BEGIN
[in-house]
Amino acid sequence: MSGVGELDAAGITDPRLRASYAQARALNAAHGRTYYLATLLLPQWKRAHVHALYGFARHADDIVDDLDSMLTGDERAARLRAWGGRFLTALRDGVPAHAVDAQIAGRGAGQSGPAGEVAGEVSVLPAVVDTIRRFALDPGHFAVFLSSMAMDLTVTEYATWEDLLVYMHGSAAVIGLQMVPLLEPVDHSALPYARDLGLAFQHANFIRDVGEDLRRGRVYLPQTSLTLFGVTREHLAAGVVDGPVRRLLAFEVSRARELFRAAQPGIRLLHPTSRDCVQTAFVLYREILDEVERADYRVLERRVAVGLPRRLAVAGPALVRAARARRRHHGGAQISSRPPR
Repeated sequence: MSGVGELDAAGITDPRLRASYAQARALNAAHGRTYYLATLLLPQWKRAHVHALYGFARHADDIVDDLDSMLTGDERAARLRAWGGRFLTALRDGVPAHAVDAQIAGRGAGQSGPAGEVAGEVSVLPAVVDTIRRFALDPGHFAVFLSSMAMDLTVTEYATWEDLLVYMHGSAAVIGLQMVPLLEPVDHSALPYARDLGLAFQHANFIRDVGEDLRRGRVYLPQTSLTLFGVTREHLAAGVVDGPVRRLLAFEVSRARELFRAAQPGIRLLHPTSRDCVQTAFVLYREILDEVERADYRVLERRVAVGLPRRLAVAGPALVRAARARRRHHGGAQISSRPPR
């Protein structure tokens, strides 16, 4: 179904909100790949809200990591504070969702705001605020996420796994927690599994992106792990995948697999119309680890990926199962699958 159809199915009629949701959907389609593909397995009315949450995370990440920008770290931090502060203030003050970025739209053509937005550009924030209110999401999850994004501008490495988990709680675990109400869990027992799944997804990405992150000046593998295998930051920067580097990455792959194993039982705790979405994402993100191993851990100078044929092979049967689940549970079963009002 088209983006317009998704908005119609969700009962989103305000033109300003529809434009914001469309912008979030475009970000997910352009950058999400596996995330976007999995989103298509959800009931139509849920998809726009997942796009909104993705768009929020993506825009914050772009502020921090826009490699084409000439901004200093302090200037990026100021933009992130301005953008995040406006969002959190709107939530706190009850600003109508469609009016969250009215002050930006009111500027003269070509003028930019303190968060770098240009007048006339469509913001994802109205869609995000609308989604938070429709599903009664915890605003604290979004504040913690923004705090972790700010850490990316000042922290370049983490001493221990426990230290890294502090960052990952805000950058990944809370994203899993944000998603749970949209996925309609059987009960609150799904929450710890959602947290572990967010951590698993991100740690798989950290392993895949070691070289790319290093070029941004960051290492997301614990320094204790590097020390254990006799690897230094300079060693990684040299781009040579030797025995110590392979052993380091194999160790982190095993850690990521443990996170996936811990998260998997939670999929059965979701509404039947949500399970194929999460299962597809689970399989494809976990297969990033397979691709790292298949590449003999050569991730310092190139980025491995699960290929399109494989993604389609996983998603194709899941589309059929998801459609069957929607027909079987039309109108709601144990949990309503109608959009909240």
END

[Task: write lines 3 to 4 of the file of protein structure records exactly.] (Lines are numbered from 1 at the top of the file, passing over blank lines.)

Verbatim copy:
Repeated sequence: MSGVGELDAAGITDPRLRASYAQARALNAAHGRTYYLATLLLPQWKRAHVHALYGFARHADDIVDDLDSMLTGDERAARLRAWGGRFLTALRDGVPAHAVDAQIAGRGAGQSGPAGEVAGEVSVLPAVVDTIRRFALDPGHFAVFLSSMAMDLTVTEYATWEDLLVYMHGSAAVIGLQMVPLLEPVDHSALPYARDLGLAFQHANFIRDVGEDLRRGRVYLPQTSLTLFGVTREHLAAGVVDGPVRRLLAFEVSRARELFRAAQPGIRLLHPTSRDCVQTAFVLYREILDEVERADYRVLERRVAVGLPRRLAVAGPALVRAARARRRHHGGAQISSRPPR
């Protein structure tokens, strides 16, 4: 179904909100790949809200990591504070969702705001605020996420796994927690599994992106792990995948697999119309680890990926199962699958 159809199915009629949701959907389609593909397995009315949450995370990440920008770290931090502060203030003050970025739209053509937005550009924030209110999401999850994004501008490495988990709680675990109400869990027992799944997804990405992150000046593998295998930051920067580097990455792959194993039982705790979405994402993100191993851990100078044929092979049967689940549970079963009002 088209983006317009998704908005119609969700009962989103305000033109300003529809434009914001469309912008979030475009970000997910352009950058999400596996995330976007999995989103298509959800009931139509849920998809726009997942796009909104993705768009929020993506825009914050772009502020921090826009490699084409000439901004200093302090200037990026100021933009992130301005953008995040406006969002959190709107939530706190009850600003109508469609009016969250009215002050930006009111500027003269070509003028930019303190968060770098240009007048006339469509913001994802109205869609995000609308989604938070429709599903009664915890605003604290979004504040913690923004705090972790700010850490990316000042922290370049983490001493221990426990230290890294502090960052990952805000950058990944809370994203899993944000998603749970949209996925309609059987009960609150799904929450710890959602947290572990967010951590698993991100740690798989950290392993895949070691070289790319290093070029941004960051290492997301614990320094204790590097020390254990006799690897230094300079060693990684040299781009040579030797025995110590392979052993380091194999160790982190095993850690990521443990996170996936811990998260998997939670999929059965979701509404039947949500399970194929999460299962597809689970399989494809976990297969990033397979691709790292298949590449003999050569991730310092190139980025491995699960290929399109494989993604389609996983998603194709899941589309059929998801459609069957929607027909079987039309109108709601144990949990309503109608959009909240």